Washington— Senate Commerce Committee chairman Ted Stevens (R-Alaska) is pressing the cable and satellite TV industries to come up with their own solution to address concerns about indecent content.
“I would prefer to try and work out a voluntary ratings system and blocking, and try to find some way to meet the demands of the family community without getting to the mandates. If that doesn’t work, then we have to find a way to make the mandate effective,” Stevens said last Tuesday, at the end of a day-long forum on indecency held by the Commerce Committee.
Forum participants included more than 20 leaders from the cable, broadcasting and satellite industries and from several family and religious organizations that have been vocal about the amount of sex, violence, and profanity on TV at times when children are watching. [For more on the topic, see Spotlight, page 16.]
A House-passed bill would hike broadcast indecency fines from $32,500 to $500,000 per violation. The measure has stalled in the Senate because some lawmakers think the maximum fine is either too harsh or too lenient, Stevens said. In addition, some senators want to empower the FCC to regulate indecency and violence on pay TV services.
The FCC regulates TV and radio for indecency, which includes a ban on sexual and excretory content consider patently offensive between 6 a.m. and 10 p.m., when children are expected to be viewing TV in large numbers.
Although Stevens hasn’t unveiled legislation, Sen. Ron Wyden (R-Ore.) introduced a bill that would require cable to create a 15-channel “child friendly” tier or face $500,000-per-day fines. Sen. Jay Rockefeller (D-W.Va.) is co-sponsor of a bill that would regulate violent cable programming if channel-blocking technology was considered ineffective.
“I don’t think the FCC has power to do things about violence,” Rockefeller said, explaining the need for a new law.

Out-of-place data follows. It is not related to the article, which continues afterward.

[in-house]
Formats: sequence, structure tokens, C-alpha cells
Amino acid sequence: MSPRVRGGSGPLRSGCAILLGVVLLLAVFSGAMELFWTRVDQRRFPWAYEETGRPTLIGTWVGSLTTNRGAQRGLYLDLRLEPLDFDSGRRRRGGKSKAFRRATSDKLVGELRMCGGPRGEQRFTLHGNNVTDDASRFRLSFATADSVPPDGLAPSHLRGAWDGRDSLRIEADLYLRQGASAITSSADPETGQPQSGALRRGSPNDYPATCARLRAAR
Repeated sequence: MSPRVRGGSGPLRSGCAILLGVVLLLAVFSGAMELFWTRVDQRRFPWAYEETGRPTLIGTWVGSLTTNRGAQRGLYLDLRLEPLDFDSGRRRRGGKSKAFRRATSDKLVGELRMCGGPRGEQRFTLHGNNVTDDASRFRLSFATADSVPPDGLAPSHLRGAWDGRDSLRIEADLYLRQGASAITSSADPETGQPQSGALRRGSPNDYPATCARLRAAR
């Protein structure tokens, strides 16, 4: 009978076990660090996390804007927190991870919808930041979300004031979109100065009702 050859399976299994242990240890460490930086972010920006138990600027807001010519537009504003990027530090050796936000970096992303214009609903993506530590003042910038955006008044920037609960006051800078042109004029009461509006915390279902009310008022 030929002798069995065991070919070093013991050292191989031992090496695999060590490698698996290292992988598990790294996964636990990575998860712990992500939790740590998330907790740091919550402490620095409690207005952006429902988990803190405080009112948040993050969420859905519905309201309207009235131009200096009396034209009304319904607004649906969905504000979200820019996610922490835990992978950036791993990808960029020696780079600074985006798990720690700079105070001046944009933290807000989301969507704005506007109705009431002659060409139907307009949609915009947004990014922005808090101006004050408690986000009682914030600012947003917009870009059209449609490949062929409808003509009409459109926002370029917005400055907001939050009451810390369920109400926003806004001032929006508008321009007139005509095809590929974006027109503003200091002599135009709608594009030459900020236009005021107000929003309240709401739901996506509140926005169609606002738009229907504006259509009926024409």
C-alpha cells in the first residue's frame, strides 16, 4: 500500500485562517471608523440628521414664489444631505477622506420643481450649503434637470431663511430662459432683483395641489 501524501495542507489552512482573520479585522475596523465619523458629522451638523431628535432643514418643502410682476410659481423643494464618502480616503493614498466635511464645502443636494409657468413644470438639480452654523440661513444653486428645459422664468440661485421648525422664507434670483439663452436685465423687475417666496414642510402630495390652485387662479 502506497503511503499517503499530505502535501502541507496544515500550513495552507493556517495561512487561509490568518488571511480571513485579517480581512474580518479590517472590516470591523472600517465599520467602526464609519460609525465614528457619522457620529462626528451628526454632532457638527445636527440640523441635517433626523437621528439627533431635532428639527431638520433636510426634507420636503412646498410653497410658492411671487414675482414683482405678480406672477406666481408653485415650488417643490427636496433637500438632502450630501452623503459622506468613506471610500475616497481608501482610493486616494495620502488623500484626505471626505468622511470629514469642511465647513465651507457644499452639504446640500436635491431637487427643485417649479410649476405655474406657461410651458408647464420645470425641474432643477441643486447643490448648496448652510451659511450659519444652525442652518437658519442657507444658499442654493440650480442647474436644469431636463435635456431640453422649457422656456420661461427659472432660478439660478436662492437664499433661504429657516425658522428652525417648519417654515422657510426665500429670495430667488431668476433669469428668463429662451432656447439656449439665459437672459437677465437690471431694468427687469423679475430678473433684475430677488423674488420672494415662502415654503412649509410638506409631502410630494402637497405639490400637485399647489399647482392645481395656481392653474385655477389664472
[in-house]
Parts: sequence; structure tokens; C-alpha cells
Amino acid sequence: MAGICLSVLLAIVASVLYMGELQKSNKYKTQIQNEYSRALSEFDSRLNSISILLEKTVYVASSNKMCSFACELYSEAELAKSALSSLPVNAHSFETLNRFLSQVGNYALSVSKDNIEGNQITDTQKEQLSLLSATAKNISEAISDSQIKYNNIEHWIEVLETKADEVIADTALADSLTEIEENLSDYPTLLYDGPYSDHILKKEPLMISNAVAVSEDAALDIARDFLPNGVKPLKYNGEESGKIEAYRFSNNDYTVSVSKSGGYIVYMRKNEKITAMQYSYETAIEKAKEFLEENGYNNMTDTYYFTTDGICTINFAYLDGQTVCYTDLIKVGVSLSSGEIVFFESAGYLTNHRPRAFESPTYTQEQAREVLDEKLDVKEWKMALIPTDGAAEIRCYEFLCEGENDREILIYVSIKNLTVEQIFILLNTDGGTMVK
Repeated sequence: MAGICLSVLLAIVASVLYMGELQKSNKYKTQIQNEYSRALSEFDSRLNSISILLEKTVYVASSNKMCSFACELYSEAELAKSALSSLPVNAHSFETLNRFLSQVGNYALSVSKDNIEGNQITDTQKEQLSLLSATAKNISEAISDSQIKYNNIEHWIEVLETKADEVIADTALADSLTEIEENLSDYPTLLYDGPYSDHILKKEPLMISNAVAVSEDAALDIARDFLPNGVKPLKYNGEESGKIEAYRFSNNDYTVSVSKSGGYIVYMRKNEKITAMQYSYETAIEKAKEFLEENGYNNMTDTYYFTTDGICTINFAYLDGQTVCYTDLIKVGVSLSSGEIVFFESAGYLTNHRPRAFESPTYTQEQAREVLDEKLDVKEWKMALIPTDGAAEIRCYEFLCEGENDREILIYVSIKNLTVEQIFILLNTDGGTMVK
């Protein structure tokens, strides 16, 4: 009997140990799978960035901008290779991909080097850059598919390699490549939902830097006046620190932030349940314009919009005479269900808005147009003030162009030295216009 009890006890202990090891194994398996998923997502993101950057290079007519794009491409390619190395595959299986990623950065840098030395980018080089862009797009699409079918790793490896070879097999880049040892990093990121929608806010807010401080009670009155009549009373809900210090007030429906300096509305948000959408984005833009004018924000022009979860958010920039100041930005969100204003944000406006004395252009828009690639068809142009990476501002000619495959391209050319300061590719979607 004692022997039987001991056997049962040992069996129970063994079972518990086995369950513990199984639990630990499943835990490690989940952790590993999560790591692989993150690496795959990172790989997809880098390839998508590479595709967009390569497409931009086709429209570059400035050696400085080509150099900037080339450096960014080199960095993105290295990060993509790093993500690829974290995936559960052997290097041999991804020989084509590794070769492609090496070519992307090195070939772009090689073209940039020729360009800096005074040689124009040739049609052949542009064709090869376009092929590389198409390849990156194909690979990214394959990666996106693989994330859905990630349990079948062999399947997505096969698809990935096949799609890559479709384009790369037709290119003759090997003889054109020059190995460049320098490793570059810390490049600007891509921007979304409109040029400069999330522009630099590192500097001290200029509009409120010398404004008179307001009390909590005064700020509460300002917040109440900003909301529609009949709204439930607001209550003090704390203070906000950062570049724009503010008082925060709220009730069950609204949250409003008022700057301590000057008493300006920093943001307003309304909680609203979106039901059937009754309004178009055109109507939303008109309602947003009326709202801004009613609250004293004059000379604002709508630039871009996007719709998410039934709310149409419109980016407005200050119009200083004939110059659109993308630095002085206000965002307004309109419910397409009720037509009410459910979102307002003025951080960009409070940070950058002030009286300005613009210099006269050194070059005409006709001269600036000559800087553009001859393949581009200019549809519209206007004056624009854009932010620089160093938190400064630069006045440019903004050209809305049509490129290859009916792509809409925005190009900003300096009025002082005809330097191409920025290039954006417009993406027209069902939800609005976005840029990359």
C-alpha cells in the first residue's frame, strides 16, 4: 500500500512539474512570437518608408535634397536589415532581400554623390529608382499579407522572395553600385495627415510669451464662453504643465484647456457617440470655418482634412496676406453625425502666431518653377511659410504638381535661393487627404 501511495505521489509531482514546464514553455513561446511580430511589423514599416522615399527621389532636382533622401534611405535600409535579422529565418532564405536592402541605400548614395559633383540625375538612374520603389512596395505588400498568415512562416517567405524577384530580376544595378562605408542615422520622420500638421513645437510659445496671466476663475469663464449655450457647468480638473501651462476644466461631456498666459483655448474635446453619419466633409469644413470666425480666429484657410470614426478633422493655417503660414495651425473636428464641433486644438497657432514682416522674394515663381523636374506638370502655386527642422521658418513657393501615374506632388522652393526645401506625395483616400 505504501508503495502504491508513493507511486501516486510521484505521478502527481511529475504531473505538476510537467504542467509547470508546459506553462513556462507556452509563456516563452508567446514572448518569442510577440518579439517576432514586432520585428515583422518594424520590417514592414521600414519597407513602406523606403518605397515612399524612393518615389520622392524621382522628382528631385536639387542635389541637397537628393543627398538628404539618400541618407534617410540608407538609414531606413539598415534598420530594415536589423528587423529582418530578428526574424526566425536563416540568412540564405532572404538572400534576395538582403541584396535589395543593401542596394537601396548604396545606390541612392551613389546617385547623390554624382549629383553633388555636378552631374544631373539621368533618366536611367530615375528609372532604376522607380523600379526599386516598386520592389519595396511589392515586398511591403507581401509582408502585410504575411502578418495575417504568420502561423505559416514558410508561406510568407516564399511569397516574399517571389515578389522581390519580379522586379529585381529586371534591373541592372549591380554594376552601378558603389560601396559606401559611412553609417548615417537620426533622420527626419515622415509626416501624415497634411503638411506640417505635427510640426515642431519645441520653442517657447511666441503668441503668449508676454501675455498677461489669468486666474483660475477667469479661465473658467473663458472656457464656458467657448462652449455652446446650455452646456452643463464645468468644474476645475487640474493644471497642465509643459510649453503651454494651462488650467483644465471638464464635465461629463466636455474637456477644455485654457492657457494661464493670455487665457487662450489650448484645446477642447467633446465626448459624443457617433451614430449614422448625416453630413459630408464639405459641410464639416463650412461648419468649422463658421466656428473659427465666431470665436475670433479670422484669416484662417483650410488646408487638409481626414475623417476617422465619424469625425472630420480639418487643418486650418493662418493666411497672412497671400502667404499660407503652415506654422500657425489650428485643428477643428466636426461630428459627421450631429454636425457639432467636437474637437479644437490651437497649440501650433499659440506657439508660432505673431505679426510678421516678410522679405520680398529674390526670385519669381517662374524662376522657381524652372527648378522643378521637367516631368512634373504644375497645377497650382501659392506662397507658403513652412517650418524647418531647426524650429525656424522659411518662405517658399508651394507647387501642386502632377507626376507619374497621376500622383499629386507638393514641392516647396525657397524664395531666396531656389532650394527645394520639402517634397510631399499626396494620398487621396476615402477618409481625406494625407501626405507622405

Sen. Mark Pryor (D-Ark.) said he was concerned about not only indecent cable programming on expanded basic, but also the wide availability of pornographic channels. He has not introduced an anti-porn bill.
“My impression is that the cable industry is complicit in promoting pornography and sexually explicit material in our homes,” Pryor said.
Five years ago, the Supreme Court struck down a law that regulated cable distribution of Playboy Channel, a ruling considered a high barrier to the regulation of cable content for indecency.
Stevens said he thinks the court would endorse cable regulation in a new case.
“I’m not sure the Supreme Court will reach the same decision today … I think we have a right to establish the kinds of controls the country demands and do it constitutionally. It can be done,” Stevens said.
If Stevens offers legislation, it is not expected to include the extension of current broadcast-indecency rules to cable’s basic and expanded basic tiers. National Cable & Telecommunications Association president Kyle McSlarrow had proposed that to Stevens, but the senator didn’t endorse it — in part because cable insisted that the law not take effect until the courts had said the law was constitutional under the First Amendment.
'FOUR CLICKS’ ON REMOTE
At the forum, McSlarrow continued to emphasize cable’s public position that content decisions should be left to the private sector and that cable set-top box technology provided parents with a simple and effective means of blocking inappropriate content.
“It’s four clicks and a scroll on a remote: This is not a heavy lift.” McSlarrow said. “We all have a responsibility, including the parents, to step up and use the tools that are available.”
Jack Valenti, the former president of the Motion Picture Association of America and creator of the movie-ratings system four decades ago, implored the Senate panel to refrain from passing new indecency laws.
“It has to be self-regulatory, otherwise you begin to torment and torture the First Amendment and I know you don’t want that,” Valenti said.